Student Spotlight: Najla Hall

Programs for this blog post

Leadership & Service in Youth Development

Authored By:

Nihal Bouabida

Selam! My name is Najla Hall and I am a participant in the Mentoring Youth Program in Mohammedia, Morocco. This weekend the Mentoring Youth group and the Outdoor Leadership kids took a trip to Marrakech. Through this amazing experience I have compiled a list of things you will need if you plan to go as well. 

Complete Guide on what you’ll need for a trip to Marrakech:

Good Walking Shoes:  

Good walking shoes are a must when you are spending hours and hours walking through the crowded streets of Jamaa El Fna. The square is as large as it is intricate; you would need at least 3 hours just to walk around the half of it! On Friday, the first day we arrived in Marrakech, we were wandering around for hours. We went down alleyways of all different sizes with every inch of them covered with colorful shops and enthusiastic shopkeepers. And on Saturday and Sunday, we explored completely different roads and I’m sure there are many more that we have yet to discover. 

Good walking shoes also come in handy when touring the beautiful Bahia Palace. There were so many intricate designs and architecture around the palace so I couldn't help but look at every room. If you choose to go there, plan to spend at least 2 hours just walking around and staring at the architecture in amazement.  

Good shoes are also good when you’re dashing from a hotel door after ding-dong ditching. During the trip we had the opportunity to stay in a beautiful hotel and when a group of teens stay in the same hotel, it is to be expected to have a few doors ding-dong-ditched. 

Loose Clothing: 

One of the things about Marrakech is that you’re always burning calories from all the sweating you will do. The temperature is often above 100 degrees fahrenheit so make sure you bring loose, lightweight clothing so the few light breezes that grace the air can reach you. My group and I were close to hallucinating from the heat but appropriate clothings and frequent hanout shops to get water helped.

A Good Camera:

Of course, cameras never give anything justice but there are so many wonders in Marrakech, you can’t help but try to capture their beauty in a photograph. I tried to capture the orangish glow of the lanterns that looked like a path of a hundred fallen stars lining the streets of Jamaa eL Fna but the picture only captured a 5th of its beauty. When we visited Ourika to see an Amazigh tribe, I couldn't help but take a couple of hundred pictures of the majestic green mountains of Ourika. I took another hundred pictures of the sand colored camels that we had the opportunity to ride as well as the beautiful desert sand that they walked on. 

Bargaining Skills:  

Unless you want to leave Merrakech with an empty wallet, you must learn how to bargain with the cunning salesmen. During the trip, the group had lots of free time to shop Jamaa El Fna, which meant we had to bargain for everything we bought. Let me tell you nothing is more satisfying than walking away with something you only paid ½ of the asking price for.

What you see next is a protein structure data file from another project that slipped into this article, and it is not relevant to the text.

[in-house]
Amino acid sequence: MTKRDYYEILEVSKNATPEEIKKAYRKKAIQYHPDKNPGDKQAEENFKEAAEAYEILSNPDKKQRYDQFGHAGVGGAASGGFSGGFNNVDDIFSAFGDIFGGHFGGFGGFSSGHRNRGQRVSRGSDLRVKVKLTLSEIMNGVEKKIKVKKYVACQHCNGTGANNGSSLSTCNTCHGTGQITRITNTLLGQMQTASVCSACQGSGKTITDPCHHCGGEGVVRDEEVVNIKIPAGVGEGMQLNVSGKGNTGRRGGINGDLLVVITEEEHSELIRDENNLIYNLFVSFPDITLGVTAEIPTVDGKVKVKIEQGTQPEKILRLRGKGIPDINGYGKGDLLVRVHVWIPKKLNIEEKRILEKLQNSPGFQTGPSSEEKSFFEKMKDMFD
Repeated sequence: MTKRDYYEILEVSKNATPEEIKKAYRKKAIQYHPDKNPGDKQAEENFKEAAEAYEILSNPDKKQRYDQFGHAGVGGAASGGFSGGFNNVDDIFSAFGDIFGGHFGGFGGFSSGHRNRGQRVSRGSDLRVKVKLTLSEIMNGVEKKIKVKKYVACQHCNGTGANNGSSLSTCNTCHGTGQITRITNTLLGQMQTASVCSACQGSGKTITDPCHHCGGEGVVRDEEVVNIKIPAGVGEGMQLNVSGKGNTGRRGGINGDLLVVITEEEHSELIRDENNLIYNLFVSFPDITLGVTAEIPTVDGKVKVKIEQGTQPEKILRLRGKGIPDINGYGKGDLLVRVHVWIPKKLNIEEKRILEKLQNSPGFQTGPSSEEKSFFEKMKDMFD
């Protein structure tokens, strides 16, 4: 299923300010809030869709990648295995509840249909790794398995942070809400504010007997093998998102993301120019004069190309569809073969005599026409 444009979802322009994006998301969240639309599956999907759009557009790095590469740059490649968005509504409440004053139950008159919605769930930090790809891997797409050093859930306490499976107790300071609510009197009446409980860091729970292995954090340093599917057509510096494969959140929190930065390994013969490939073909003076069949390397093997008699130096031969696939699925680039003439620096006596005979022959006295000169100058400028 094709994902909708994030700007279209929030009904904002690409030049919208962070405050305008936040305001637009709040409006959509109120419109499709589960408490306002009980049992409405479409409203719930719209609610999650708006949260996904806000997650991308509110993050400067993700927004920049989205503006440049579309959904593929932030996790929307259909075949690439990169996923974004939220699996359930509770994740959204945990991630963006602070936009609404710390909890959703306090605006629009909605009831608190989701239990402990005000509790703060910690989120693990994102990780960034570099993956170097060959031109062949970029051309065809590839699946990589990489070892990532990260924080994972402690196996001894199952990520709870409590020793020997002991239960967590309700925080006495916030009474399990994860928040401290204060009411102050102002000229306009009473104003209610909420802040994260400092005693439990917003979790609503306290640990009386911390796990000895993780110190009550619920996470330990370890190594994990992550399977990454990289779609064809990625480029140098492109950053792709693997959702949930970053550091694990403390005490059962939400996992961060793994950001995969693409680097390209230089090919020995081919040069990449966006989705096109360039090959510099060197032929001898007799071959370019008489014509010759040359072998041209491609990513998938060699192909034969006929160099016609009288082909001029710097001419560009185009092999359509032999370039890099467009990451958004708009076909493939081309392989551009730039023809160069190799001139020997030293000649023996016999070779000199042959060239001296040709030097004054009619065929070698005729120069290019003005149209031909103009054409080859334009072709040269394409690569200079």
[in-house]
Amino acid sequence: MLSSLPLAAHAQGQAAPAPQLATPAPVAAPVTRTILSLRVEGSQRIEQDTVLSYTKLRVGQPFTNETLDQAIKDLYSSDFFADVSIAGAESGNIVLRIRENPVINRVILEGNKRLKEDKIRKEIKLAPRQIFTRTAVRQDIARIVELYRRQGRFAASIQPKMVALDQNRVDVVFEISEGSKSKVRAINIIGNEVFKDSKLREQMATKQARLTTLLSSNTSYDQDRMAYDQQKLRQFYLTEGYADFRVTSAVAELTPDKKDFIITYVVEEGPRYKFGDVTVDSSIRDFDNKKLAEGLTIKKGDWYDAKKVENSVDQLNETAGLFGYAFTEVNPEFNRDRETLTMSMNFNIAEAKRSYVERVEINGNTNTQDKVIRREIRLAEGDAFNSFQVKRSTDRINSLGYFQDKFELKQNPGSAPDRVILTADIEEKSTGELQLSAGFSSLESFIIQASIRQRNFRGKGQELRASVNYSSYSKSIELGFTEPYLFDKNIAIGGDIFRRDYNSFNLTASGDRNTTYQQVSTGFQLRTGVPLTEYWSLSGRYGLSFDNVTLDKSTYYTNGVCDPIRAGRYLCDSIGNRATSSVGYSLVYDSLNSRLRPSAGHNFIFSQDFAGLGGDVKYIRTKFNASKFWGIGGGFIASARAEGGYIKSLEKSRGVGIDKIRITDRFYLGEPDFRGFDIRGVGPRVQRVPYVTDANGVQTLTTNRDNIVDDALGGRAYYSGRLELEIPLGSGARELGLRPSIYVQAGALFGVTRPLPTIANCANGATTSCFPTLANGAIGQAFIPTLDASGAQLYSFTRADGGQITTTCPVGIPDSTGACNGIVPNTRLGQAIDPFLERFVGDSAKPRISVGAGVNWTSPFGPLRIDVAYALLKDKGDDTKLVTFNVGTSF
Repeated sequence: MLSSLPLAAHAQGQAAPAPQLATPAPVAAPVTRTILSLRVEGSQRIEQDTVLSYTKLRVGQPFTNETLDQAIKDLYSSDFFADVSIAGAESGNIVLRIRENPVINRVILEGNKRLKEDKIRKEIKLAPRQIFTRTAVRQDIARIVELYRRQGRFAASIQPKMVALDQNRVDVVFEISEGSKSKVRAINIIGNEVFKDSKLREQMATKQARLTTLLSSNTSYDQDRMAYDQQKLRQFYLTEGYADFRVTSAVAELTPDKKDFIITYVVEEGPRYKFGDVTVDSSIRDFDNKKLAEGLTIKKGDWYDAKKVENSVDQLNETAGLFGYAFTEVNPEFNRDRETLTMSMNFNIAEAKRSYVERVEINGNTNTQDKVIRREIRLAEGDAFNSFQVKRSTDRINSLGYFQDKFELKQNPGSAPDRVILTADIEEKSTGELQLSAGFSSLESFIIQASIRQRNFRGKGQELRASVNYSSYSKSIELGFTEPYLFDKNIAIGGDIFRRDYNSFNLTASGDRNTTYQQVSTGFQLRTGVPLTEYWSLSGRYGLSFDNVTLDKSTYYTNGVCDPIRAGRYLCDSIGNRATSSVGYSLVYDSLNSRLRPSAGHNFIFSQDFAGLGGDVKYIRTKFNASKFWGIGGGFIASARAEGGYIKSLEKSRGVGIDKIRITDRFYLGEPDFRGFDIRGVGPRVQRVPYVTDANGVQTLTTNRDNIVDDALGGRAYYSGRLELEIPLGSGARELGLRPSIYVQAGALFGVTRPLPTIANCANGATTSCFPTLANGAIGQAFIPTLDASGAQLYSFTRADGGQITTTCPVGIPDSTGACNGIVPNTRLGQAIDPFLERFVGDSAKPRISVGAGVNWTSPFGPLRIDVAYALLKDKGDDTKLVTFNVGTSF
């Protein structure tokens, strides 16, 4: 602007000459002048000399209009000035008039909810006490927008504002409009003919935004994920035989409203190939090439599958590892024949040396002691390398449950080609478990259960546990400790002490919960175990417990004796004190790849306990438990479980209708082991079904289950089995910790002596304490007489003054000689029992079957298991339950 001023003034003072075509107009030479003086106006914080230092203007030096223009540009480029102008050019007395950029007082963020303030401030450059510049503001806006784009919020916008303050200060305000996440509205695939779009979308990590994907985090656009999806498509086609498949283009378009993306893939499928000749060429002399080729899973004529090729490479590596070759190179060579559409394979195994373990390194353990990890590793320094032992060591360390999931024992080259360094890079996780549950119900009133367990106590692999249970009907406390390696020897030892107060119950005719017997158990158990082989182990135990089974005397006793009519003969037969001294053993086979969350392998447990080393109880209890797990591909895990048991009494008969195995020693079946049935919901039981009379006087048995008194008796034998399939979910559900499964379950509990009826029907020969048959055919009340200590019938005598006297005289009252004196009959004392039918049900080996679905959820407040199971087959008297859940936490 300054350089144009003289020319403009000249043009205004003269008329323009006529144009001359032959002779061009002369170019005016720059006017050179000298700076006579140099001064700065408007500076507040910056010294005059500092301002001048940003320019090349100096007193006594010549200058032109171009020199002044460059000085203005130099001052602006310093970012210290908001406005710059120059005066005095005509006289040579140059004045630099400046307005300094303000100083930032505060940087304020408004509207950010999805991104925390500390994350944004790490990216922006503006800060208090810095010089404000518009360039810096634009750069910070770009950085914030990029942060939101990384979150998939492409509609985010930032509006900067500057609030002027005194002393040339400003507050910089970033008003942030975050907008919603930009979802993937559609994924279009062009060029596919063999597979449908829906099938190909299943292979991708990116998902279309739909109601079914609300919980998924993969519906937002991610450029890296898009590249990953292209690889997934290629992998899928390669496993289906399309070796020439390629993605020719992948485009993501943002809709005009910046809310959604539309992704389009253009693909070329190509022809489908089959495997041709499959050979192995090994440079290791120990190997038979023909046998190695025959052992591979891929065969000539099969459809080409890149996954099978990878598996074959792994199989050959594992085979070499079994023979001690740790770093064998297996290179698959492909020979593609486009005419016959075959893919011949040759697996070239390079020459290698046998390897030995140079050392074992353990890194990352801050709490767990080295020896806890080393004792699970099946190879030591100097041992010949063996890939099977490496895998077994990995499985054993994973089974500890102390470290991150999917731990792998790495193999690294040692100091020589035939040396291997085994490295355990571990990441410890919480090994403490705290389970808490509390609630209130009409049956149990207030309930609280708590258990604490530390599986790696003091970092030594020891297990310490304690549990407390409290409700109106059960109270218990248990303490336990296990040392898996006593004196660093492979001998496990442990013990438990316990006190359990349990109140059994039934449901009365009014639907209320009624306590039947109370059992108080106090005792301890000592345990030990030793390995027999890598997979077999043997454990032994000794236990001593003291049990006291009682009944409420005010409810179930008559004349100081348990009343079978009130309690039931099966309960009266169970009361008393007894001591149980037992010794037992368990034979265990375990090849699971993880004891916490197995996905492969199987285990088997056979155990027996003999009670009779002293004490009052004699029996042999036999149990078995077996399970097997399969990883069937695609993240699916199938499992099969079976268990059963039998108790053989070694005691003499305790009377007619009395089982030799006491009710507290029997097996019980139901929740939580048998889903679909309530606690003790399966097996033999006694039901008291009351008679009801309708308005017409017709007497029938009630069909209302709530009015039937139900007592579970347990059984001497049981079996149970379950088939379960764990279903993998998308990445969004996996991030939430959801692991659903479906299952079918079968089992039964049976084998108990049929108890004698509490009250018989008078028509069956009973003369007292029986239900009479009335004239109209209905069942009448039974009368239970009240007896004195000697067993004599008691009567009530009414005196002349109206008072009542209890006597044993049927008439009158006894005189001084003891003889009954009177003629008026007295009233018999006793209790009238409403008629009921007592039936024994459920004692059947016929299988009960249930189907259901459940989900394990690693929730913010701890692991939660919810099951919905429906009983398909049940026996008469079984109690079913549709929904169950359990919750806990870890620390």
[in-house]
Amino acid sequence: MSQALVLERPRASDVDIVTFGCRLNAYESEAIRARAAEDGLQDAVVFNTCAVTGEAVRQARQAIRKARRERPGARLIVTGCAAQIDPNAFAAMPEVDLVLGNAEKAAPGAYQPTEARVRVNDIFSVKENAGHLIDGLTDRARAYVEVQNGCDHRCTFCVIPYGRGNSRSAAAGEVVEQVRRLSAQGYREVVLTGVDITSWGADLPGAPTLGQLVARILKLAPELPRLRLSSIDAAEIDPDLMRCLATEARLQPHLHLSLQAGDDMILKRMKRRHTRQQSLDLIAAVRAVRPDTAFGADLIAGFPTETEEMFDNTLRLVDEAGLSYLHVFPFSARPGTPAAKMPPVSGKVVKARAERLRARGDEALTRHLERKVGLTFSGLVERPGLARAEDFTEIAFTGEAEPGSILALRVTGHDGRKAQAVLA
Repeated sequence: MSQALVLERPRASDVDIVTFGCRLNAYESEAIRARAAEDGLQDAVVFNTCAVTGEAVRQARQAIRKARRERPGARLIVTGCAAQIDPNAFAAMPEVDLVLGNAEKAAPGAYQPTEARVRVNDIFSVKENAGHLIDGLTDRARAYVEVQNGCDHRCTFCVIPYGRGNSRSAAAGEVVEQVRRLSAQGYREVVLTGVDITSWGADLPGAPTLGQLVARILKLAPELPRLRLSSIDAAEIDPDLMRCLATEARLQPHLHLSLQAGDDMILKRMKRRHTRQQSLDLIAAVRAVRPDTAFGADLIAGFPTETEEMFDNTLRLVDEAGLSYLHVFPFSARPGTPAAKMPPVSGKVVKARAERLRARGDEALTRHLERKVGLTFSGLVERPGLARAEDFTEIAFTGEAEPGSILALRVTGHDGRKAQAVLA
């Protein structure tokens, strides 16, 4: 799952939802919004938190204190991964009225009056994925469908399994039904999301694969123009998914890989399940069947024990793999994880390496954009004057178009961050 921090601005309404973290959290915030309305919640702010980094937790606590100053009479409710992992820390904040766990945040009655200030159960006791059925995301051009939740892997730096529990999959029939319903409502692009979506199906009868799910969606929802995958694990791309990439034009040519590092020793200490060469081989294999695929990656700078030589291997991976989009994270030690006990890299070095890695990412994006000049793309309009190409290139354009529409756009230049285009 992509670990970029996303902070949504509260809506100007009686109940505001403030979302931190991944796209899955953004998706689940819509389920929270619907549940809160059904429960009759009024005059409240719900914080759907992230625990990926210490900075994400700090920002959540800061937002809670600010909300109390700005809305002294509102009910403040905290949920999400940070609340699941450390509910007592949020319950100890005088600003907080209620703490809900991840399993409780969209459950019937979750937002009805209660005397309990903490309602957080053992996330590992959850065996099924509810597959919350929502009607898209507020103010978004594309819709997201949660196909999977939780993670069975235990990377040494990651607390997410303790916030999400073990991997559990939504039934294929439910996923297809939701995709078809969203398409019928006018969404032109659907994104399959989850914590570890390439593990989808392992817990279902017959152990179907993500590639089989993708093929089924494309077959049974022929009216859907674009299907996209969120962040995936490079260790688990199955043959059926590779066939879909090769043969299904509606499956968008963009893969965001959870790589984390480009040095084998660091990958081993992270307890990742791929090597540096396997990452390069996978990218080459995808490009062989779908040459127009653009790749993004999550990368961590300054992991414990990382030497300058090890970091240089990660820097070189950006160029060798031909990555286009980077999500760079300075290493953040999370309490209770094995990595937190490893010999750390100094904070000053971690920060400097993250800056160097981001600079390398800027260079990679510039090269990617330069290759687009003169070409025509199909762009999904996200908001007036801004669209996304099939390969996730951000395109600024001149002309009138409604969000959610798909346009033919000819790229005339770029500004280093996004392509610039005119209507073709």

An open mind:

There will be things you have never seen before in Marrakech and some of it may come off as strange but having an open mind will help you take in the full experience without judgment. The group had the chance to tour an Amazigh village. While I didn’t personally go, I heard from my peers that the Amazigh way of living was very different from what we are accustomed to in the USA so those who went had to detach from their judgment and take in the Amazigh culture as another way of living. In doing so, they grew as people and took another step towards being a global thinker and citizen. 

An appetite: 

From the moment we set foot in Marrakech we were met with delicious food. On friday, I had tasty, bright orange curry that was brimming with spice at a beautifully decorated restaurant. Later on, I got to taste the refreshing lemonade sold by an enthusiastic juice salesman in Jamaa El Fna. On Saturday, I had steaming hot meat kebabs at a mountain top restaurant. My favorite eating experience was when the Mentoring Youth group dressed up and went to a rooftop restaurant where I ate mouth watering chicken Tagine while listening to the steady beat of drums played by an in person band. The best part of the rooftop restaurant experience was when the band came over to our table and passed around a hat. Whoever had the hat had to get up and dance to the band. That night, we had delicious food while also judging people’s dance moves.

Good Friends: 

Marrakech was beautiful, but what made the trip amazing was the people I went there with. I had so much fun venturing the maze of Jamaa El Fna while laughing and teasing with the other program participants whom I now regard as close friends. We spent a lot of time in the van in order to get from place to place but there was never a dull moment. It was so much fun singing along to songs at the top of our lungs in the van on the way to attractions. Even when we were stationary at the hotel we had loads of fun at the pool and hanging out in each other’s rooms. 

I learned so much and had loads of fun on this excursion and I know you will too if you follow this Complete Guide on What You’ll Need for a Trip to Marrakech.